FOR once, it has been a good week.
Prime Minister Imran Khan may be lording over a governance train wreck in slow motion, but on the external front he is captaining Pakistan to a good score. A combination of his personality strengths, regional politics and India’s descent into bigoted mayhem is providing Pakistan a window of opportunity to set things right in the foreign policy arena. It is also providing the embattled prime minister a chance to repair his bruised and battered image at home.
Consider the whirlwind happenings of the last few days: UN Secretary General Antonio Guterres had a fantastic visit to Pakistan. From our end, it was well-planned, professionally managed, and flawlessly executed. If there were any hiccups, they did not register publicly.
The secretary general’s visit produced excellent optics and picture-perfect photo-ops for Pakistan as a country at peace with itself and its neighbours; a country that’s also doing its international duty by providing the services of its uniformed women and men as international peacekeepers. The civil and military leaders coordinated well and deserve credit for the success of the visit and the dividends that it will generate in the weeks and months to come.
This is also important because of another reason: the last time Prime Minister Khan and Secretary General Guterres met, things did not go too well. The meeting had happened after the PM’s famous speech on Kashmir at the UN General Assembly. The PM had a formal delegation-level meeting with the secretary general who, by the way, is also a politician and a former prime minister of Portugal. In that meeting, the secretary general gave some feedback to the PM on his speech — of course in very diplomatic language — which the PM apparently did not find too helpful.
The mood of the meeting darkened a bit and it ended on a not-too-happy note. The secretary general’s Pakistan visit must have washed off the memory of that meeting and supplanted it with more pleasant ones gathered here.
US President Donald Trump then went to India and gave Pakistan an unexpected diplomatic boost. In front of huge Indian audiences he said he enjoyed a good relationship with PM Khan, and also said he would be willing to mediate on the Kashmir issue, thereby raising the matter on Indian soil.
The ‘softening’ of Trump may be the result of many factors, including geopolitical reasons as well as his needs in Afghanistan, but there is no doubt that a major factor is his personal chemistry with Imran Khan. This is a huge bonus for Pakistan and is acknowledged as such by diplomats in Islamabad’s Red Zone. This fits in with the personality traits of the PM that have emerged since he has occupied the high office.
According to insiders who have seen him interacting at the international stage, PM Khan is brilliant in terms of confidence but not-so-brilliant in details. He is ill-read on talking points, diplomatic briefs and background papers on the person he is meeting and the agenda that requires to be discussed, but he is clued-up on talking about Pakistan in general.
His celebrity persona helps tremendously as world leaders have heard so much about him and are curious to meet him. Doors open. Meetings happen. Contact is made. People close to the PM say ideally he should be steered away from meetings and situations that bring out his weaknesses and encouraged into interactions and opportunities that accentuate his strengths. But who will bell the cat?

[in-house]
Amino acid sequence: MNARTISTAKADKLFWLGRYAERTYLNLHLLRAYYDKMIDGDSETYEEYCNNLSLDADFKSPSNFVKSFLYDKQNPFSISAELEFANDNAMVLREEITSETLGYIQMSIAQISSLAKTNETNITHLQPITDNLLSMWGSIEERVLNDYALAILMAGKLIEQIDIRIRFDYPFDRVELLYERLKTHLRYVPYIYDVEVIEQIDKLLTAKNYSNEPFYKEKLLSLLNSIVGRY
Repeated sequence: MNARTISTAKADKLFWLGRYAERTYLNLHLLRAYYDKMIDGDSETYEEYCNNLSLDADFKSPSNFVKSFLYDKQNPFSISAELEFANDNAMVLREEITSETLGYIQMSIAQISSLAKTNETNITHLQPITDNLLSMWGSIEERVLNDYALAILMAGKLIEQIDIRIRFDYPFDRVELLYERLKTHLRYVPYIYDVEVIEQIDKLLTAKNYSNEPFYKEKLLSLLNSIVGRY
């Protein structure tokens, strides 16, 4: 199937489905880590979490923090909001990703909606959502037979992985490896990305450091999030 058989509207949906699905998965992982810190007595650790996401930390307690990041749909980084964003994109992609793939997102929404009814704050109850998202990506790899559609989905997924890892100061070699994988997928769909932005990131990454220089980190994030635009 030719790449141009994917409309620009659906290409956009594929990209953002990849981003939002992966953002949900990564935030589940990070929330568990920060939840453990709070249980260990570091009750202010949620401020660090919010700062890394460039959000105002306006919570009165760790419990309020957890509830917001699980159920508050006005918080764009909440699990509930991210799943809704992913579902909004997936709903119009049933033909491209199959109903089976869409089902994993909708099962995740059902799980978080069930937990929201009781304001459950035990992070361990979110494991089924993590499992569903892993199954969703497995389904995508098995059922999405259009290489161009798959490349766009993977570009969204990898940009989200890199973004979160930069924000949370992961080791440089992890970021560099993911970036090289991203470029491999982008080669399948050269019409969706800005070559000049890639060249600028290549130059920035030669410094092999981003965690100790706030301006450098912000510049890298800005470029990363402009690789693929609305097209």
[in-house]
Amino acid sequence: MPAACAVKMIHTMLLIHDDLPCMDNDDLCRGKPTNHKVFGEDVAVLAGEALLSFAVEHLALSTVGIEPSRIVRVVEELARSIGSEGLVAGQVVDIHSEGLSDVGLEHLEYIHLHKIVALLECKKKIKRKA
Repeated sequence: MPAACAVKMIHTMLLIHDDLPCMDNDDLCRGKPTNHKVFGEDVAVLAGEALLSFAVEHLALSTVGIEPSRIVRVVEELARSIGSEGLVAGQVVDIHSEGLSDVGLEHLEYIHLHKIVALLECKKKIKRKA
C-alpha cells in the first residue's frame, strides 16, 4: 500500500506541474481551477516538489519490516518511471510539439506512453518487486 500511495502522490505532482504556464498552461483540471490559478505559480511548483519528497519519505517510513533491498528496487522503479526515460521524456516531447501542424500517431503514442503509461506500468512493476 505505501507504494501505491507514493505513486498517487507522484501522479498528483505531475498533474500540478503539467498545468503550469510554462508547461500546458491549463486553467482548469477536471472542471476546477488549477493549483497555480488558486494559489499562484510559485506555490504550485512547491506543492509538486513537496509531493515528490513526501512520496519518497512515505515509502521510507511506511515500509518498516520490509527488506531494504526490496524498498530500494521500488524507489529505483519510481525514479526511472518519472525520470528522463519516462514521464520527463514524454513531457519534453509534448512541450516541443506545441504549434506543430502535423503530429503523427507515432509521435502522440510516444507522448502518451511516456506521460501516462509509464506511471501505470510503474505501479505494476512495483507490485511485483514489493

Trump’s India visit coincided with the anti-Muslim pogrom carried out by Hindutva zealots in New Delhi. The random and unchecked killing, looting and arson by Hindu fanatics and the seemingly deliberate inaction by Prime Minister Narendra Modi’s government has proven PM Khan’s predictions about Indian fascism correct.
As India descends into anti-Muslim, hate-driven chaos and mayhem, Pakistan and Imran Khan have a great opportunity to draw a contrast. This plays to the PM’s strength. He can take the higher moral ground (which he does well), remind the world of what he had warned about (which he has) and reiterate how he will ensure a Pakistan that is tolerant, inclusive, non-discriminatory and progressive towards minorities, women and all weaker segments of society. Now is the perfect time for the PM to go on a diplomatic offensive with this messaging while Modi walks around with blood on his hands and raging fires of communal hate in his backyard.
If this wasn’t a good enough opportunity, the first anniversary of Pakistan’s downing of two Indian fighter aircraft also falls in the same week. This is a feel-good moment and is being observed as such. High in the air above the LoC on February 27, the bubble of India’s huge delusion had burst in a gigantic ball of fire and crashed on the ground along with the debris of a billion people’s aspiration of grandeur. The bloody nose was not Abhinandan’s alone.
The days leading up to Balakot after the Pulwama attack by a lone Kashmiri and the immediate aftermath of the downing of Indian planes by PAF constituted PM Khan’s finest hour. Since then it has been downhill. This week provides an opportunity for him to display that side of his persona that saw him managing last February’s national security crisis with confidence, grace and dignity above and beyond what his Indian counterpart could show.
PM Khan may have miscalculated Modi’s intentions, but he has not wavered from his rhetoric about desiring peace between Pakistan and India. It is up to his team in the Red Zone to ensure that he does not miss the moments and the momentum they have generated this week to claw his way back to genuine relevance in the larger affairs of the state. But who will bell the cat?
Published in Dawn, February 27th, 2020